The Real Economy
The Trump economy is booming if you have a fat portfolio and some large corporation has just offered to buy back your stock at a premium. But what about the real economy for everybody else?
Consider: “In real terms, the weekly earnings of a typical working American fell $16.80, or 1.9 percent, during Donald Trump's first 18 months as president.” This is from an analysis by Robert J Shapiro in the Washington Post.
Let’s look at some real statistics from the real world.
Struggling in a strong economy
40% of American families struggled to meet a basic need last year—food, health care, housing or utilities—according to an Urban Institute survey of 7,600 adults (reported by AP's Sarah Skidmore Sell):
· 23% of households struggled to feed their family at some point during the year.
· 18% didn't seek care for a medical need because of the cost.
· 13% missed a utility payment.
· 10% didn't pay the full amount of their rent or mortgage or paid it late.
While only 4% of American workers earn minimum wage, about 30% earn near minimum wage.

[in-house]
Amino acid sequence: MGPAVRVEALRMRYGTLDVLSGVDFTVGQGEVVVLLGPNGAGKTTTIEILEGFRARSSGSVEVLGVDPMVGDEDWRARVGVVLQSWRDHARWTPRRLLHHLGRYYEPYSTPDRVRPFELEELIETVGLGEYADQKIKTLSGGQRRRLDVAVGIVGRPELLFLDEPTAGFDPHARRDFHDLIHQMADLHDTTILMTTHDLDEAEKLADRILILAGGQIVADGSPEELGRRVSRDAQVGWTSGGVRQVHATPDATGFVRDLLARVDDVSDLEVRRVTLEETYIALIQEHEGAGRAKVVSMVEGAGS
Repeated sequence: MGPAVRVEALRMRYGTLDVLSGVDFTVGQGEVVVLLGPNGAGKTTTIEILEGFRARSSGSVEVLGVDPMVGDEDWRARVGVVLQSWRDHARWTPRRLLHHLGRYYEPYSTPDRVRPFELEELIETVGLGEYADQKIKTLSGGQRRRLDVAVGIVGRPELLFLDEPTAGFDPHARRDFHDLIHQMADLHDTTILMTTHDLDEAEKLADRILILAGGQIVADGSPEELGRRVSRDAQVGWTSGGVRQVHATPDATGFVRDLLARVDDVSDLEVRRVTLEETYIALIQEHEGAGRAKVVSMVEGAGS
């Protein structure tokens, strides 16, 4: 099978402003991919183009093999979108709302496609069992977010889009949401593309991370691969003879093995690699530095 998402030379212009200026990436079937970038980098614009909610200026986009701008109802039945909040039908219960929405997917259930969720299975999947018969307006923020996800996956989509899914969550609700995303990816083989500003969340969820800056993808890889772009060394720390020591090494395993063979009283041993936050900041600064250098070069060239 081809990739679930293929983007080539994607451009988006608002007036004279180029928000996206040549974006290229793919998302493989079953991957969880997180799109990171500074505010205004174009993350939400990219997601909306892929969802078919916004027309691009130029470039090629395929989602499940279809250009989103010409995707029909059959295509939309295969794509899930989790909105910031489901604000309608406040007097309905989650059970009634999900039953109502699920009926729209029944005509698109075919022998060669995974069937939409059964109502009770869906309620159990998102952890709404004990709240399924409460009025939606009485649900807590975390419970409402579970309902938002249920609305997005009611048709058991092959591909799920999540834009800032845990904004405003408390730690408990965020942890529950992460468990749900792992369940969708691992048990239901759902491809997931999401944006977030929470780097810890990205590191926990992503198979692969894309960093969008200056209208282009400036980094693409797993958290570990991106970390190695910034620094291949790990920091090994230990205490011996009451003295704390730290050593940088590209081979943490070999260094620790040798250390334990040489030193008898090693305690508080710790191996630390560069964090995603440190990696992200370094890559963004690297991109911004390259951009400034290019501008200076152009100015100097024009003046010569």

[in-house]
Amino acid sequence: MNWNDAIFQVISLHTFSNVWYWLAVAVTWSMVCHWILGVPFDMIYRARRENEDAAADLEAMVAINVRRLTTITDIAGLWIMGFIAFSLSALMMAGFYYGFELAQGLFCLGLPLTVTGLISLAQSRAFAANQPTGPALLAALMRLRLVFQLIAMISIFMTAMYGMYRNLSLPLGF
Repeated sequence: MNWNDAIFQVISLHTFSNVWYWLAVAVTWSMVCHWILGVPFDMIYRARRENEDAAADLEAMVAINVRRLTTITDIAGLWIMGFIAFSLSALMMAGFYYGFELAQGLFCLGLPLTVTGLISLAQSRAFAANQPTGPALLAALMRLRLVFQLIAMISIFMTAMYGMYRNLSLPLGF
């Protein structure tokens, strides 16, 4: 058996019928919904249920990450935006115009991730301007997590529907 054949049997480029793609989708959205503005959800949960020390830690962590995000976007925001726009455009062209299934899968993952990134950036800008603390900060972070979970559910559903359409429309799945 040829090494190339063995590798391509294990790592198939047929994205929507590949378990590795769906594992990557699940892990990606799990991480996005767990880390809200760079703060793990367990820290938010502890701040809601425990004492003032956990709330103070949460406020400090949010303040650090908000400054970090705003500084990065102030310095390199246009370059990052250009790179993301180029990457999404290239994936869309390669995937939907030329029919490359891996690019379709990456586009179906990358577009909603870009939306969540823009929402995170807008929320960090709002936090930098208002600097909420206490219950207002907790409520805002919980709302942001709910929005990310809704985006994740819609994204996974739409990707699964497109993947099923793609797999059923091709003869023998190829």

Additionally, 52% of fast food workers are on some kind of public assistance.
A yearly wage at minimum wage is $15,080. At the $11 an hour starting wage at Walmart the annual salary is $22,880. Even at the oft-mentioned $15 an hour it is only $31,200.
A lot of Americans need a raise and they are not going to get with a Republican Congress. So spend that $60 a month extra that Denver Riggleman crows about in his TV ad wisely.
Voters say 2-to-1 the GOP’s new tax law benefits rich over middle class
That’s one result of a survey commissioned by the Republican National Committee which was completed on Sept. 2 by the GOP firm Public Opinion Strategies and obtained by Bloomberg News.
The result was fueled by self-identified independent voters who said by a 36-point margin that large corporations and rich Americans benefit more from the tax law.